The plaintiffs make much of the fact that the Commission felt compelled to reverse itself in these proceedings -- that the Commission originally rejected the trial examiner's recommendations and decided, over the strong dissent of Commissioner Webb, to deny the intervenors the requested authority. We cannot see how this in any way detracts from the deference we must afford the Commission's ultimate conclusion. For one thing the first determination was never reviewed by this court and might well have been as the Commission itself subsequently concluded, in error. More basically, 'substantial evidence' may well support two conflicting points of view. If we were to say that only one position in any given case could be supported by 'substantial evidence,' we would be depriving the Commission of the discretion afforded to it by law, and we would, in effect, be reviewing its determinations to see if the 'correct' result had been reached. This we cannot and will not do.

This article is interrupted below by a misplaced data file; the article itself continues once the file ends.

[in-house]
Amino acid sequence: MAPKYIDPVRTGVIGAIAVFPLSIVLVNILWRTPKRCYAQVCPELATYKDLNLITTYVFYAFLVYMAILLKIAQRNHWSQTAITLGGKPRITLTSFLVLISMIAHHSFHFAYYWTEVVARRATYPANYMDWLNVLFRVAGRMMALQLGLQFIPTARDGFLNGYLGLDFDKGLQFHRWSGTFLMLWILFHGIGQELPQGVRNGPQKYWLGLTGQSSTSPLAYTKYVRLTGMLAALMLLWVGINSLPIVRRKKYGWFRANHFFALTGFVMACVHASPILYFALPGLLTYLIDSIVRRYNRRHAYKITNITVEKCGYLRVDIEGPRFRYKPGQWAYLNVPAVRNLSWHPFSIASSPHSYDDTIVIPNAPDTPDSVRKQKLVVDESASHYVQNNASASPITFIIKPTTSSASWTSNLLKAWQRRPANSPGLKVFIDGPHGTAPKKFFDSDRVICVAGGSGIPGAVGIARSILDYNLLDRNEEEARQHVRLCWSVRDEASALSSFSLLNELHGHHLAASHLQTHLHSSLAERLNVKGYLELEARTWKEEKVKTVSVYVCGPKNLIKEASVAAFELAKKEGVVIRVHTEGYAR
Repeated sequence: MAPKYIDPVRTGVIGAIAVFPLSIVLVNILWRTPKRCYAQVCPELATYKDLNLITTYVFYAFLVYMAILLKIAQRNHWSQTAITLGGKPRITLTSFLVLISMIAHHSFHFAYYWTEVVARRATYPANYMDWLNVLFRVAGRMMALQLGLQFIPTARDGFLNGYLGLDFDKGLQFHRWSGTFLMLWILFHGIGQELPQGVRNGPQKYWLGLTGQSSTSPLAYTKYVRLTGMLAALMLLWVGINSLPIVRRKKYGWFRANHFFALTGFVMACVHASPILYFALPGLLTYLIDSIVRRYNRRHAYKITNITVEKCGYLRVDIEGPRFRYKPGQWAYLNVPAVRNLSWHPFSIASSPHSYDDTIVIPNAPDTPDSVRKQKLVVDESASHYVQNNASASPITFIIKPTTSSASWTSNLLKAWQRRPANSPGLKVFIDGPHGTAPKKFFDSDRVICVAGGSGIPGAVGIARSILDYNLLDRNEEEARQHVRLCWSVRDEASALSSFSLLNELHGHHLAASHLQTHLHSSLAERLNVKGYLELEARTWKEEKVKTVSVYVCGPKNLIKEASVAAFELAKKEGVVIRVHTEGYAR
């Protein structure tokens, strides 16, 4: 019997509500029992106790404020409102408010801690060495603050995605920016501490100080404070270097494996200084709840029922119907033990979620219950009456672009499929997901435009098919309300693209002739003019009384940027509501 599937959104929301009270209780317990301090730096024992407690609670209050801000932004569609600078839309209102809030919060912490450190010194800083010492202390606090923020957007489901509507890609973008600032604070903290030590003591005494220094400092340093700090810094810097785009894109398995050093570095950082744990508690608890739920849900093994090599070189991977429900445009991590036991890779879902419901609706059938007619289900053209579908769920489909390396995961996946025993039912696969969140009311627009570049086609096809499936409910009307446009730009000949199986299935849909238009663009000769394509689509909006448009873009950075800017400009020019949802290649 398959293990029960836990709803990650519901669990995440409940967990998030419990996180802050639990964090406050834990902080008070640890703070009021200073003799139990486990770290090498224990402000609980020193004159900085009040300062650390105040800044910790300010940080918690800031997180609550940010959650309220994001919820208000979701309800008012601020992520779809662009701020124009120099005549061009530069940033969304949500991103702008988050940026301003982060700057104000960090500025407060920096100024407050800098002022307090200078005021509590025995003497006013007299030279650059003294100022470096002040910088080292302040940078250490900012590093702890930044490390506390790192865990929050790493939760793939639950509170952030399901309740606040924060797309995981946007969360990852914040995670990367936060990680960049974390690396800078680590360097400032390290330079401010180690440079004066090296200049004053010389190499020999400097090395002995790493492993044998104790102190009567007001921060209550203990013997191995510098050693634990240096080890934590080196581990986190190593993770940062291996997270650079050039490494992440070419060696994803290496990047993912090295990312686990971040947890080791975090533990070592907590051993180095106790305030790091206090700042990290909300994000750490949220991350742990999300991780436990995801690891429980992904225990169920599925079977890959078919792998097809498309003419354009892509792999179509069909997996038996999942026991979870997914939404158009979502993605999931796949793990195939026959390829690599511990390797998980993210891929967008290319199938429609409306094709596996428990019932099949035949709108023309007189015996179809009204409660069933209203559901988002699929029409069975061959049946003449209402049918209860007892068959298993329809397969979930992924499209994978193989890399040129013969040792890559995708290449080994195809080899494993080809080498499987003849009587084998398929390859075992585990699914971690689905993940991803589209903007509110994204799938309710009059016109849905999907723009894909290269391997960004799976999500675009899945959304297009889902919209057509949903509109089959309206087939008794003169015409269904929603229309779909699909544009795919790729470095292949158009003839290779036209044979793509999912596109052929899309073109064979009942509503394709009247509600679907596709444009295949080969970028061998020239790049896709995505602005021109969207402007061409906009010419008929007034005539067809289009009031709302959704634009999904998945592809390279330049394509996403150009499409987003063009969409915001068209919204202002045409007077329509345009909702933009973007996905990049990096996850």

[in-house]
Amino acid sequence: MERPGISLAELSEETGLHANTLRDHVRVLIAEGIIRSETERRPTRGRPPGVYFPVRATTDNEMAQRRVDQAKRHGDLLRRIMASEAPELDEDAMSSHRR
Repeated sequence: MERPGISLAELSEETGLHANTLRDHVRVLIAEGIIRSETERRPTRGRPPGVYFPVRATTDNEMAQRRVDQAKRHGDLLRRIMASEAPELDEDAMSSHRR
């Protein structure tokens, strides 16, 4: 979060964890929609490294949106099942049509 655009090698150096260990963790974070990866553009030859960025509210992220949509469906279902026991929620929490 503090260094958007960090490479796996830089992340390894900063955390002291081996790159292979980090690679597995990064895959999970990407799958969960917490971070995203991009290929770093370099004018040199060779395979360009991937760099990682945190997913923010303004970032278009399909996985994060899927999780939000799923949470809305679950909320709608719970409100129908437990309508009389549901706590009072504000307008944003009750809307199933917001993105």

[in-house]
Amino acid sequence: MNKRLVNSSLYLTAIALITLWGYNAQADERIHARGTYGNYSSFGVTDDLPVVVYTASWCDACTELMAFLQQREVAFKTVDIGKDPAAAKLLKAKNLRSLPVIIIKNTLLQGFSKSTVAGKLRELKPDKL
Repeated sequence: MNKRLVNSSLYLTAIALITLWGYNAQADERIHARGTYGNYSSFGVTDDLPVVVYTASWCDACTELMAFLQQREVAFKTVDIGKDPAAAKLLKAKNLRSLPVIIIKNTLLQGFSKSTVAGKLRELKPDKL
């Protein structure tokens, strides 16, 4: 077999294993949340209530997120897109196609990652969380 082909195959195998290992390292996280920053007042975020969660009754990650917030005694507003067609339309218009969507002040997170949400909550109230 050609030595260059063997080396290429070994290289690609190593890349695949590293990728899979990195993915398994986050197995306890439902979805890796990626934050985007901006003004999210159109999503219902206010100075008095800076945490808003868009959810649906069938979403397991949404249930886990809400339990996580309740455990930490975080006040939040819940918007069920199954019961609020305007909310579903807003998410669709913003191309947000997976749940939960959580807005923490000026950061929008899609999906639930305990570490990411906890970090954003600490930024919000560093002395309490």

Although it is not necessary to reach the point in view of our findings that present necessity has been established, and that the inadequacy of the existing carriers to meet the present need has been convincingly demonstrated, we question plaintiffs' assertion that the Commission is not empowered to grant the requested authority 'merely' because of a clear showing of future necessity without affording the existing carriers an opportunity to meet the increased demand. In Lang Transp. Co. v. United States, 75 F.Supp. 915, 929 (S.D.Cal.1948), the court emphasized that the 'law is clear that future public convenience and necessity, as well as present public convenience and necessity, suffice under the statute to warrant action by the Commission in authorizing new motor carrier operations.' We should add, moreover, that it is by no means firmly established that the Commission must make positive findings that the service provided by existing carriers is inadequate before new authority may be granted. The Lang court thought otherwise, and the court in Convoy Company v. United States, 200 F.Supp. 10, 13 (D.Ore.1961), specifically noted that 'the fact that there is no finding of inadequacy of existing service, or that the existing service would not be injuriously affected, does not invalidate the order of the Commission.' Admittedly, the opinion in Robbins v. United States, 204 F.Supp. 78 (E.D.Pa.1962) appears to hold that inadequacy is a prerequisite to a finding of public convenience and necessity. Yet as the court noted in Hudson Transit Lines v. United States, 82 F.Supp. 153 (S.D.N.Y.), aff'd, 338 U.S. 802, 70 S. Ct. 59, 94 L. Ed. 485 (1948), a requirement of inadequacy 'does not mean that the holder of a certificate is entitled to immunity from competition under any and all circumstances. * * * The introduction of a competitive service may be in the public interest where it will secure the benefits of an improved service without being unduly prejudicial to the existing service.' 82 F.Supp. at 157.